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Over the years, we’ve chatted with high school and college students about the potential of careers working for state and local governments. All too often their responses are something like “Yeah, I suppose so,” in tones that make us believe that they’re not supposing anything at all, except that the whole thing sounds like a crashing bore. This is particularly dismaying for the two of us who have devoted our careers to this corner of the world.


We are pretty sure that for the most part they have little or no idea what kinds of jobs local government can offer aside from the obvious ones like police, fire, and sanitation.

Over the last several years, as the workforce shortage has afflicted many governments, we’ve reported about all kinds of outreach efforts that attempt to show the life of a government employee as a secure one with potential for advancement and the opportunity to benefit the world. These efforts are paying off in some places, but we think that many cities, counties and states are missing out on a potentially more persuasive approach.


Instead of trying to sell jobs in local government as though that had much meaning, do a better job at showing potential candidates all the genuinely exciting missions that local government leads to.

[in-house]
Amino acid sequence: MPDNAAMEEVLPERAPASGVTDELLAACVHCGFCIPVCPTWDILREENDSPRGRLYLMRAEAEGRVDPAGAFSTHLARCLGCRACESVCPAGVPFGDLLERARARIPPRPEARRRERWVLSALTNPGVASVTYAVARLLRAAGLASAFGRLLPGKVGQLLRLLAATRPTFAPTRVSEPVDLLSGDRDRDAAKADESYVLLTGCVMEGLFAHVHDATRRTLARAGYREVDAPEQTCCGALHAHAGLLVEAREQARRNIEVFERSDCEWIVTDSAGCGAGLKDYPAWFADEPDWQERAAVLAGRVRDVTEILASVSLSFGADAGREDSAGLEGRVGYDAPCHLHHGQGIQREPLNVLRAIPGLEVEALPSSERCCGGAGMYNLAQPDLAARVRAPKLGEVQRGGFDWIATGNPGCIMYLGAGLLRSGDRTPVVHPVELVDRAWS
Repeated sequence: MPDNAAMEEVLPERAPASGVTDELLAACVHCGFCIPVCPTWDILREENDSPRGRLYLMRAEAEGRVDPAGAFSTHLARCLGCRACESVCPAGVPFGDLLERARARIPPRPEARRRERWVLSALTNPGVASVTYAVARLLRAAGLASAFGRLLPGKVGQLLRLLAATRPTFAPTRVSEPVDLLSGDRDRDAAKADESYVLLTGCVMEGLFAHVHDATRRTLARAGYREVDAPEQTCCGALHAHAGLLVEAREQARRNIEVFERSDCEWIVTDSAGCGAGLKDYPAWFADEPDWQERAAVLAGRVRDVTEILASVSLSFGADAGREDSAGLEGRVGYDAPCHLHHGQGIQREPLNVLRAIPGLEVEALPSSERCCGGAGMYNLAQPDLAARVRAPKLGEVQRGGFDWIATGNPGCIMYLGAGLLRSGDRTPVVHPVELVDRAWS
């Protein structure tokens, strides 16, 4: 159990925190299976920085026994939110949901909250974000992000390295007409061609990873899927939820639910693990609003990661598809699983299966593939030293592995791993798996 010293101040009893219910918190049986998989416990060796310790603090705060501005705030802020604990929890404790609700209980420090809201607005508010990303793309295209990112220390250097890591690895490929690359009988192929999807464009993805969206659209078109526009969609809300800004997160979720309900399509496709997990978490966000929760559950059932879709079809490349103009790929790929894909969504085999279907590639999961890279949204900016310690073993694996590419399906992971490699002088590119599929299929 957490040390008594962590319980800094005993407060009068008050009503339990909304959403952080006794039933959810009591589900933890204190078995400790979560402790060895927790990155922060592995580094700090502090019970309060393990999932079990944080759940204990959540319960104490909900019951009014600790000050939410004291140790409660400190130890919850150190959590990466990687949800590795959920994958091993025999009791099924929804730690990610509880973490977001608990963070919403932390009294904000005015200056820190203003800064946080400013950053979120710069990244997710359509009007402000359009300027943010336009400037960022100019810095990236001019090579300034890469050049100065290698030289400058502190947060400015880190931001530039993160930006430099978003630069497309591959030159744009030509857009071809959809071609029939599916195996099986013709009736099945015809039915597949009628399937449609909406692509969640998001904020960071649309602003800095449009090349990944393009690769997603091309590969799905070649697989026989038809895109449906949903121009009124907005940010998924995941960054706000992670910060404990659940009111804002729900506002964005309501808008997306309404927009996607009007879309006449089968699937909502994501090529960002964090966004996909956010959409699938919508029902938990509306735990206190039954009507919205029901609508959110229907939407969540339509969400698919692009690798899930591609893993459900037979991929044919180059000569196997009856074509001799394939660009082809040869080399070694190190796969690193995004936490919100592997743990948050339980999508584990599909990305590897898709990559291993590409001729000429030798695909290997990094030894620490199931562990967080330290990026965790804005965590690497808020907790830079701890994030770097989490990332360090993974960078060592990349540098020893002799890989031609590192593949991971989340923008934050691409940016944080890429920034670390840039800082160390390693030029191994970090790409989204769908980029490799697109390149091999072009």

In a recent conversation with John Bartle, President-Elect of the American Society for Public Administration and Dean of the College of Public Affairs and Community Service at the University of Nebraska at Omaha, he expounded on precisely what we’re thinking.


“My children are 25 and 23,” he told us. “And they and their friends are not excited to work for the government. However, they are excited to advance many of the goals that require government and the nonprofit sector: peace-making, disaster response, improving racial and gender equity in programs, fair taxation, labor rights, and child protection.”


According to the National Center for Education Statistics the following are the most common majors for aspiring students to earn a baccalaureate diploma: business, health professions and related programs; social sciences and history; biology and biomedical scientists; psychology and engineering. All of these fields offer a plethora of jobs in government. And that doesn’t even count the “helping jobs,” like social work that are appealing to many.


Okay, we admit that maybe the big dreams of many teens – to be professional athletes, movie stars or rock musicians – aren’t on the roster of job titles in government. But we do believe that outside of fantasy-land job plans, there are plenty of young people who aspire to help other people. Better educating them in the many opportunities that exist in the realm of government is a way to sell the brands of jobs that cities, counties and states can offer.



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